Source: Bound manuscript from the publisher for review purposes.
Book Description from Publisher's Website, modified:
Kennesaw Tanner used to be a shadow operative. Now, he operates on his own. Tanner is in the coastal swamps of Georgia, trying to discover if a teen girl died from suicide or murder. He comes up against a ring of brutal sex slavers for whom human life is a cheap commodity. Can he put them out of business and avenge the dead girl?
Low Country is a suspense novel. Kennesaw was only in danger once in the first 195 (of 295) pages, so it's not a thriller like the author's first novel. The first two-thirds of the novel lacked suspense and focus. The plot rambled about in a leisurely fashion with the characters pessimistically commenting on various social issues or past events that had no direct impact on the plot. The action seemed to consist mainly of several dates with a lady cop and interacting with various friends rather than pursuing answers to the mystery.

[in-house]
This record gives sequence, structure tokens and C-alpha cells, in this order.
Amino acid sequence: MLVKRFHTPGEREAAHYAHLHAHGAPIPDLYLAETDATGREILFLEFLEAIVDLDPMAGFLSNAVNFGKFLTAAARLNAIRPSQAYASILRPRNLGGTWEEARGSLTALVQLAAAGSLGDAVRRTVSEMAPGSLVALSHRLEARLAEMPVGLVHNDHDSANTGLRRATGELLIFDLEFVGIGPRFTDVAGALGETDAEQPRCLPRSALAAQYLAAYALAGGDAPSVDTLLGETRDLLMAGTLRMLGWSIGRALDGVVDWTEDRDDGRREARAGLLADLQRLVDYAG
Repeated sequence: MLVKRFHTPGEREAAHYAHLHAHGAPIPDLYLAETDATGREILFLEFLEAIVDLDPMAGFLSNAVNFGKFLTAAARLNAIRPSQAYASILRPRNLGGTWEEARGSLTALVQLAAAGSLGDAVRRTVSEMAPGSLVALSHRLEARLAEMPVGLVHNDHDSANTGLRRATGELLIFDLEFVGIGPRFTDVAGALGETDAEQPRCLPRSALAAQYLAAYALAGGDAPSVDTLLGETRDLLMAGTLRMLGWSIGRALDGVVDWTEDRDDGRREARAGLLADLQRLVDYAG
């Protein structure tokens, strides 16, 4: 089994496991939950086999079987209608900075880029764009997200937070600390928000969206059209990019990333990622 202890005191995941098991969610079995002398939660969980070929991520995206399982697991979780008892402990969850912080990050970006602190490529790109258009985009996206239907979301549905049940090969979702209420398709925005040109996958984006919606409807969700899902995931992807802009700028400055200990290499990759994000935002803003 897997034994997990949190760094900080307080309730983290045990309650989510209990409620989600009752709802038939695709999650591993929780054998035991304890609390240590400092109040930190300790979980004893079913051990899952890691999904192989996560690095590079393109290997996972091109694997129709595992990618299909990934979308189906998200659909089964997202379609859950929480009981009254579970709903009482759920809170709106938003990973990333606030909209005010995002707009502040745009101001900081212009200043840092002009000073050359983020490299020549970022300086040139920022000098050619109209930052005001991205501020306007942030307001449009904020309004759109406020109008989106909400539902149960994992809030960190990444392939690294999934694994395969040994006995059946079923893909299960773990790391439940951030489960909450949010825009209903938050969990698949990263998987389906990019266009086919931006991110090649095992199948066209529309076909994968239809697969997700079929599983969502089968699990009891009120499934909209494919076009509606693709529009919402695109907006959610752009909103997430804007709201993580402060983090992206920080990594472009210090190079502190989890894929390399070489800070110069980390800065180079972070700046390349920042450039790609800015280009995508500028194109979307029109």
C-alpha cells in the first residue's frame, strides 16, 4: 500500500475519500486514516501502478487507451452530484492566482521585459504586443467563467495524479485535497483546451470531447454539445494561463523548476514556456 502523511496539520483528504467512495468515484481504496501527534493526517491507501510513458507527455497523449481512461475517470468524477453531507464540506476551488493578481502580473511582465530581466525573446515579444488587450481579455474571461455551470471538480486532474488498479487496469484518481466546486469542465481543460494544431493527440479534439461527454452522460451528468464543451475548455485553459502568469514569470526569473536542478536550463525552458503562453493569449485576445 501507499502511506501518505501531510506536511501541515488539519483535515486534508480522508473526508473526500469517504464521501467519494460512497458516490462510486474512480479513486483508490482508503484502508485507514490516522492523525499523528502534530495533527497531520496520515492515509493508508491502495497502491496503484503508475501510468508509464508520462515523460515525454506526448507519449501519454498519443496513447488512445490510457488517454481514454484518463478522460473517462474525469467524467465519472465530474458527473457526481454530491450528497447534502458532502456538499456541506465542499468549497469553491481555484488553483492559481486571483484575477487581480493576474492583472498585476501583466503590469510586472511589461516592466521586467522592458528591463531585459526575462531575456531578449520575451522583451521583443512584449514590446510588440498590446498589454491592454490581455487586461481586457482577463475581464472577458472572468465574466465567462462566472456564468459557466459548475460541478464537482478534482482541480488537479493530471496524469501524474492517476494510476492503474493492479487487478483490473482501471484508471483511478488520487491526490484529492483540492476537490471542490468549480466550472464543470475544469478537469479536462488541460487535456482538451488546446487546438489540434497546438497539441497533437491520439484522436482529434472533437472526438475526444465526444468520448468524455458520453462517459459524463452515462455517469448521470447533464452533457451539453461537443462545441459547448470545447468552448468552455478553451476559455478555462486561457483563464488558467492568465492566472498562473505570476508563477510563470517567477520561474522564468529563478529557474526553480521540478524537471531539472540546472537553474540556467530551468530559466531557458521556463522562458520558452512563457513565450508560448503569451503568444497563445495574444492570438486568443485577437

In the last 100 pages, Kennesaw actually made some (dialogued) effort to solve the mystery, and the action and danger picked up. This part was exciting. The author vividly described the setting throughout, and the characters were interesting and varied.
There were a variety of religions represented in this novel. Though Christianity was not highly thought of by Kennesaw, he did go to a church to ask questions of the pastor of the dead girl. At that time, the verses of several Christian songs were quoted. There were no sex scenes. There was a very minor amount of bad language.
If you've read this book, what do you think about it? I'd be honored if you wrote your own opinion of the book in the comments.
Excerpt from Chapter One
The dead have a mysterious way of returning. Three weeks ago I was working on the deck of my boat, the Miss Rosalie, when my friend Danny Ray Pledger came roaring up in his skiff, trembling and stuttering, unable to talk, and clearly in distress. He needed help, and he needed it badly.
While fishing, Danny Ray had found the badly decomposed body of a girl cast up by the tide in the remote wilderness of the great salt marsh of coastal Georgia. Not knowing what to do, he had come to me. We jumped in my sea skiff, and I returned with Danny Ray to the site of his grisly find. After calling the Coast Guard and having them alert the Chatham County Police, I sent Danny Ray back to my dock to guide the authorities while I stayed with the body.
Why had Danny Ray come to me first instead of going directly to the police himself? Well, the answer is a pretty simple one. Danny is a constituent part of society that always gets the short end of the stick.